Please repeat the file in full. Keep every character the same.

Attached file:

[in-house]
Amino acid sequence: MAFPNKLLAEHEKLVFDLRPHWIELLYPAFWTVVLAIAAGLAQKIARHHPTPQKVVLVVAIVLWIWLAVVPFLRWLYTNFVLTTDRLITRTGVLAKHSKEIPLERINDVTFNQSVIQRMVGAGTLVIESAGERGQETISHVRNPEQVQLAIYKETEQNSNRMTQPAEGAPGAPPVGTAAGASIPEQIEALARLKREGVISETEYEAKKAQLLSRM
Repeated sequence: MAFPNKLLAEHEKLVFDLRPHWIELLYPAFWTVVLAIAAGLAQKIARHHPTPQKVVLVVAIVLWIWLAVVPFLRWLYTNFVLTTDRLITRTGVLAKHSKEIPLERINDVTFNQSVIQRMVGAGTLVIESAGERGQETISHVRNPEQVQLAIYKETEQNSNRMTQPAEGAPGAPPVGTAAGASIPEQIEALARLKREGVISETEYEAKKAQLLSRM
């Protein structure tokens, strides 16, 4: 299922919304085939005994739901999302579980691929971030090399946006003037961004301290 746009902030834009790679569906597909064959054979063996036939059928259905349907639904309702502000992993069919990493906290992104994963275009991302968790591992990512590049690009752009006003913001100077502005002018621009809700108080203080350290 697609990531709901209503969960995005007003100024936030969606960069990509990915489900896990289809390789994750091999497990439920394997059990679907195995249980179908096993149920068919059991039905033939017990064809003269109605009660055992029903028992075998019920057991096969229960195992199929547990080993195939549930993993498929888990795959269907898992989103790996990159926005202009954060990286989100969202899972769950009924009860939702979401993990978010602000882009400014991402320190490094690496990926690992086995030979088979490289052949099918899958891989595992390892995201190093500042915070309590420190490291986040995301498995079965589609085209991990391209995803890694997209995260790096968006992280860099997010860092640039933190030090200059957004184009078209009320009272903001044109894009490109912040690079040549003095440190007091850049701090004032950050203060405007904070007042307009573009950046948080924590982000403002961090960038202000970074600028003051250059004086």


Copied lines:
[in-house]
Amino acid sequence: MAFPNKLLAEHEKLVFDLRPHWIELLYPAFWTVVLAIAAGLAQKIARHHPTPQKVVLVVAIVLWIWLAVVPFLRWLYTNFVLTTDRLITRTGVLAKHSKEIPLERINDVTFNQSVIQRMVGAGTLVIESAGERGQETISHVRNPEQVQLAIYKETEQNSNRMTQPAEGAPGAPPVGTAAGASIPEQIEALARLKREGVISETEYEAKKAQLLSRM
Repeated sequence: MAFPNKLLAEHEKLVFDLRPHWIELLYPAFWTVVLAIAAGLAQKIARHHPTPQKVVLVVAIVLWIWLAVVPFLRWLYTNFVLTTDRLITRTGVLAKHSKEIPLERINDVTFNQSVIQRMVGAGTLVIESAGERGQETISHVRNPEQVQLAIYKETEQNSNRMTQPAEGAPGAPPVGTAAGASIPEQIEALARLKREGVISETEYEAKKAQLLSRM
């Protein structure tokens, strides 16, 4: 299922919304085939005994739901999302579980691929971030090399946006003037961004301290 746009902030834009790679569906597909064959054979063996036939059928259905349907639904309702502000992993069919990493906290992104994963275009991302968790591992990512590049690009752009006003913001100077502005002018621009809700108080203080350290 697609990531709901209503969960995005007003100024936030969606960069990509990915489900896990289809390789994750091999497990439920394997059990679907195995249980179908096993149920068919059991039905033939017990064809003269109605009660055992029903028992075998019920057991096969229960195992199929547990080993195939549930993993498929888990795959269907898992989103790996990159926005202009954060990286989100969202899972769950009924009860939702979401993990978010602000882009400014991402320190490094690496990926690992086995030979088979490289052949099918899958891989595992390892995201190093500042915070309590420190490291986040995301498995079965589609085209991990391209995803890694997209995260790096968006992280860099997010860092640039933190030090200059957004184009078209009320009272903001044109894009490109912040690079040549003095440190007091850049701090004032950050203060405007904070007042307009573009950046948080924590982000403002961090960038202000970074600028003051250059004086």